The top US commander on the Korean Peninsula said the recent uptick in rocket launches, nuclear threats, and a live-fire artillery drill earlier this week are reflective of a “common strategy” by North Korean leader Kim Jong Un to demonstrate capabilities, particularly as the spring months arrive. Both recent missile launches and live-fire drills in the past week are connected to a “normal pattern of messaging (Kim’s) displeasure with our training,” Army Gen. Curtis Scaparrotti, commander of US Forces Korea, told members of the House Armed Services Committee on Wednesday. “Just recently their rhetoric has begun to pick up a swell, particularly in the last two-to-three days,” following the uptick in March and April military demonstrations. While USFK has maintained a high state of readiness despite the sequester cuts, Scaparrotti said the environment reflects that his first need as a combatant commander, given the threat in his region, is increased intelligence, surveillance, and reconnaissance. US forces on the Peninsula have limited warning time, he replied to a question posed by Rep. Joe Wilson (R-S.C.). “It’s an increase in ISR that’ll allow me to get indicators and warnings and posture the force properly to be proactive as opposed to reactive,” he added.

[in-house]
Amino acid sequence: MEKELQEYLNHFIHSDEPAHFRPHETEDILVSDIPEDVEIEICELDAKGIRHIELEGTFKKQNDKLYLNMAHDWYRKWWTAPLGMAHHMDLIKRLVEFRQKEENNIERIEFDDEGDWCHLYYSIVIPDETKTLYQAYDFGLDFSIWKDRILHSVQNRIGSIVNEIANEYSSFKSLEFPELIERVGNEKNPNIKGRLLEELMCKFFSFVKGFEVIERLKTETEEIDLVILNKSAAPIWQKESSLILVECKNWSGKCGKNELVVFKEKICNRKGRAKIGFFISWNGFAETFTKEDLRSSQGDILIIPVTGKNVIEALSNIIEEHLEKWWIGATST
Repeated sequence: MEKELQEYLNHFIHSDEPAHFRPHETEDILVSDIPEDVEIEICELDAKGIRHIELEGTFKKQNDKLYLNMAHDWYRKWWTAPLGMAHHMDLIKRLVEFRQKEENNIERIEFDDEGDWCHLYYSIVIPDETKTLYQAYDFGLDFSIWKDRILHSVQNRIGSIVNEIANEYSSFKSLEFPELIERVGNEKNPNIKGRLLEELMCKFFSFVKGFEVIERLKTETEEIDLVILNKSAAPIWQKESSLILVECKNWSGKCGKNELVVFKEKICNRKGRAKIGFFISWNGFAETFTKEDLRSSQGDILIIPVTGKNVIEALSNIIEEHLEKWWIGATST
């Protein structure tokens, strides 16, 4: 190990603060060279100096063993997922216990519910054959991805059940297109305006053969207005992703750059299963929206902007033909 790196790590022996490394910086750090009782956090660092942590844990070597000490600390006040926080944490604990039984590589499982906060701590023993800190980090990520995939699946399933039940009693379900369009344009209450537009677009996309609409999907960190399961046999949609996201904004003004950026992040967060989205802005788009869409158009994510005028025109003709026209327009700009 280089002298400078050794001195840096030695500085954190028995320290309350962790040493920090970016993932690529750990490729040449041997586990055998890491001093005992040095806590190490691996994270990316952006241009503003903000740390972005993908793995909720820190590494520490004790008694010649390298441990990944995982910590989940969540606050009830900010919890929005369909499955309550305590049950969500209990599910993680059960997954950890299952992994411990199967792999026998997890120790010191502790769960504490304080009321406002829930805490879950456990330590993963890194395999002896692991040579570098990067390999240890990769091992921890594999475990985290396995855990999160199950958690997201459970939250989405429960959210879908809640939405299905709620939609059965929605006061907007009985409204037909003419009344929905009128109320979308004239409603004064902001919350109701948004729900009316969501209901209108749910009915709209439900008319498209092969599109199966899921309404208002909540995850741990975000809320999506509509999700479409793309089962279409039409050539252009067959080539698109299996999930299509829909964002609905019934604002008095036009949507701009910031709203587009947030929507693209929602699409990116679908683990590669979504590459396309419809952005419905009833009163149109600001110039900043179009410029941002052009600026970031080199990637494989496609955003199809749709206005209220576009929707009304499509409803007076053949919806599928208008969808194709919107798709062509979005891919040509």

The Air Force overall reduced its size by 120 aircraft in fiscal year 2021, but kept about the same number of fighter, bomber and attack aircraft, according to data supplied by the service. The F-35 fleet saw the biggest increase while the B-1B bomber fleet saw the largest decline.